Emory Report

April 5, 1999

 Volume 51, No. 26

MARTA plans unveiled, area residents still lukewarm

The almost two years since MARTA announced its intention to study the feasibility of a transit corridor connecting South DeKalb and Clifton Road to the Lindbergh station have not dimmed the ardor of the plan's opponents. At a Monday, March 29, open forum and at two others later in the week, MARTA unveiled several route options to the community. The forums provided more flexibility and opportunity to comment than the more formal public hearings the authority held in 1997.

Shuttles were available for members of the Emory community to go to the afternoon meeting and voice their support. But Erick Gaither, senior associate vice president for business management, said he was disappointed with the results. "We had hoped for more students, and Emory faculty and staff, to go to the hearings," he said.

Mid-afternoon Monday at the Manuel Maloof auditorium in downtown Decatur, visitors were greeted with "No MARTA to Northlake" placards just outside the building. A light rail line through neighborhoods near Northlake Mall is one of the options the transit authority presented in response to community input. Inside, about 150 milling DeKalb residents looked at the various options for the corridor and asked MARTA officials questions, but without the open hostility that characterized the public hearings. Many residents came only to fill out comment cards or to put their opinions "on the record" with the court reporters present.

Gaither said that of the residents he talked with, "No one was opposed to us getting relief for traffic and congestion. But they had strong feelings about [MARTA] coming through their neighborhoods.

"I think all of us realize that it's going to be gridlocked in about five years if we don't do something," Gaither said, adding, "Light rail is not as intrusive as heavy rail would be and is not much bigger than a bus. We're sensitive to our neighbors' feelings, but at the same time, the traffic's going to clog these neighborhoods."

But some Decatur residents seemed determined not to allow the town, which already has three transit stations within its four-square-mile boundary, to be "bisected," in the words of one, with another rail line headed toward Emory up Clairemont Road.

MARTA proposed six alternatives for rail service along the South DeKalb/Emory/Lindbergh corridor. The first two were "no build" and transportation system management (TSM), which would make alterations to existing roadways and transit. A final option, a route from East Lake station to the Toco Hills area voted on in 1971 referendum, has little chance of being built.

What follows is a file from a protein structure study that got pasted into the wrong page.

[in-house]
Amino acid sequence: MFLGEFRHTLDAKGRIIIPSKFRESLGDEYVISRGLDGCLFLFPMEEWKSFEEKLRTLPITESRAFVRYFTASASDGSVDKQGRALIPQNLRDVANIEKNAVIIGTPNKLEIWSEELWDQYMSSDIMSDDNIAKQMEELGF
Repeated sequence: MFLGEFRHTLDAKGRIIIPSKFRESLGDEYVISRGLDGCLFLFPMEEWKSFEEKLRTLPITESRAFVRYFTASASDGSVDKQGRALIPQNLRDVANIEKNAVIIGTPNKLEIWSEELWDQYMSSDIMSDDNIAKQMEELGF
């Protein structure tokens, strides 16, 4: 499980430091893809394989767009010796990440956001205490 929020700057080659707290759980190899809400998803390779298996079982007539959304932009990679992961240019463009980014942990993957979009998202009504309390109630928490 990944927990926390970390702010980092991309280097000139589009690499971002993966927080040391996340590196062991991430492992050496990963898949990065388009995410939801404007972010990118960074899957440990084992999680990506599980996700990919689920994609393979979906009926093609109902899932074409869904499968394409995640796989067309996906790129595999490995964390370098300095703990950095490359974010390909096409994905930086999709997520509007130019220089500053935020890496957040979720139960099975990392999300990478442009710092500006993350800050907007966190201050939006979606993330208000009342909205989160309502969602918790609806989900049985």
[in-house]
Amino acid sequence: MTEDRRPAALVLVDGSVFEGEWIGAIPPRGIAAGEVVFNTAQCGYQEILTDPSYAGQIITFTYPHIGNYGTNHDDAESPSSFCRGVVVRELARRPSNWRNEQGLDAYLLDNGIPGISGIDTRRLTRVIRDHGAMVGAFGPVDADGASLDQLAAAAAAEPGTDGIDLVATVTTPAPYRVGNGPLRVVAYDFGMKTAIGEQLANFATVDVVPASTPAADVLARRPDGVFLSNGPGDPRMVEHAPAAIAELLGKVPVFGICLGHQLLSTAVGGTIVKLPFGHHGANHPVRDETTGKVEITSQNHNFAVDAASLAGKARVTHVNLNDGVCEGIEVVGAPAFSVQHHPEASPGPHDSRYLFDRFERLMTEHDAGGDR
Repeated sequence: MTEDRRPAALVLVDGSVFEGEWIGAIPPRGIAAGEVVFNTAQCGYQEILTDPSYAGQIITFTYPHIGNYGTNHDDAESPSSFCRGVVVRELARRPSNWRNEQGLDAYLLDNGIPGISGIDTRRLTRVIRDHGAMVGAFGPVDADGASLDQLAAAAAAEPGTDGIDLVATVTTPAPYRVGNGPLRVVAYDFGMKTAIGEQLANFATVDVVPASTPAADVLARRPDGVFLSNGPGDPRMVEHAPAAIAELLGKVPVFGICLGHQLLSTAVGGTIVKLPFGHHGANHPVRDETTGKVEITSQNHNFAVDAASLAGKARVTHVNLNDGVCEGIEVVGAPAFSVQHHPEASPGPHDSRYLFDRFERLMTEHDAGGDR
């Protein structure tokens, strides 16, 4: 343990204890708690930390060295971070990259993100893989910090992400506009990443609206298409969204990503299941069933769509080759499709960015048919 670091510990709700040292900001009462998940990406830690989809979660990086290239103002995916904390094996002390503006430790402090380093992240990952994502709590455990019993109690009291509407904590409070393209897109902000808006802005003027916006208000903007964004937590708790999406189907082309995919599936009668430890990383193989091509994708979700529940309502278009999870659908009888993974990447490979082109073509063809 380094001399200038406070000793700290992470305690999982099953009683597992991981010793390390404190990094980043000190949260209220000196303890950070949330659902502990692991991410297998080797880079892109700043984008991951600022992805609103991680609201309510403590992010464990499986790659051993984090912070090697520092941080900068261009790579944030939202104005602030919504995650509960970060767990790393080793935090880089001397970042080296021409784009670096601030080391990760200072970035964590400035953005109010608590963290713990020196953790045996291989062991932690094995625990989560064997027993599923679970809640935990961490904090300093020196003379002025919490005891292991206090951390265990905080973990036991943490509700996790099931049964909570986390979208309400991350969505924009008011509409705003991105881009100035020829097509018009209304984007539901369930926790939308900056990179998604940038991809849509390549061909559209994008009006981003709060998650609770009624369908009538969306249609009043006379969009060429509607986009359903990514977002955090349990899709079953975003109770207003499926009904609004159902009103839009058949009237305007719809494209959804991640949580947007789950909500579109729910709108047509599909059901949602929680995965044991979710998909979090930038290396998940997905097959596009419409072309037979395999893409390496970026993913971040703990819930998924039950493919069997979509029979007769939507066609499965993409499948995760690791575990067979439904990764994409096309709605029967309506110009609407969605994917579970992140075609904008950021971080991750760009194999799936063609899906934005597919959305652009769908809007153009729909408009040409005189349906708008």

The aforementioned Northlake line is the third concept, a split route with a northern arc from Lindbergh to Emory that terminates in the Northlake area and a southern arc through the Kirkwood neighborhood to South DeKalb. This line is the most expensive of the options presented.

The fourth option is a route from Panthersville Road in South DeKalb up Candler Road to Avondale station. From Avondale it would travel to Emory and move along existing CSX tracks to Lindbergh. According to MARTA data, this plan had the highest noise impact and displacements of any of the six options.

MARTA officials presented two options for a route through Decatur. The first would mostly likely employ light rail from Panthersville Road to the Decatur Station, through Decatur to Emory, and on to Lindbergh. The second would re-route the line along the railroad tracks on College Avenue in Decatur, to the East Lake station, to existing CSX rail through Druid Hills to Emory, and on to Lindbergh.

This was the most direct route of the ones presented by the transit authority but the one which, for residents, proved most problematic. A woman who lives along Clairemont vigorously opposed the plan, saying that MARTA officials couldn't guarantee that trees along the route wouldn't be cut down or residential property easements wouldn't be "condemned" to widen the road for tracks.

"While Emory would love to have a light-rail connection to MARTA to help eliminate current and future traffic congestion, we have not taken a position on any of the concepts currently being studied by MARTA," said Betty Willis, director of community affairs. Indeed, the MARTA officials present at the open forum were noncommittal about much of the information presented and warned residents about drawing final conclusions based on the proposals.

Three other transit corridor proposals are before the MARTA board, and the South DeKalb/Clifton/Lindbergh corridor was ranked third of the four presented. Political factors, funding, community input and regional considerations will all factor into whether a rail line will be built through Emory, officials said. A second meeting at South DeKalb Mall, March 30, had area residents voicing stronger support for the plans, the Atlanta Journal/Constitution reported.

--Stacey Jones

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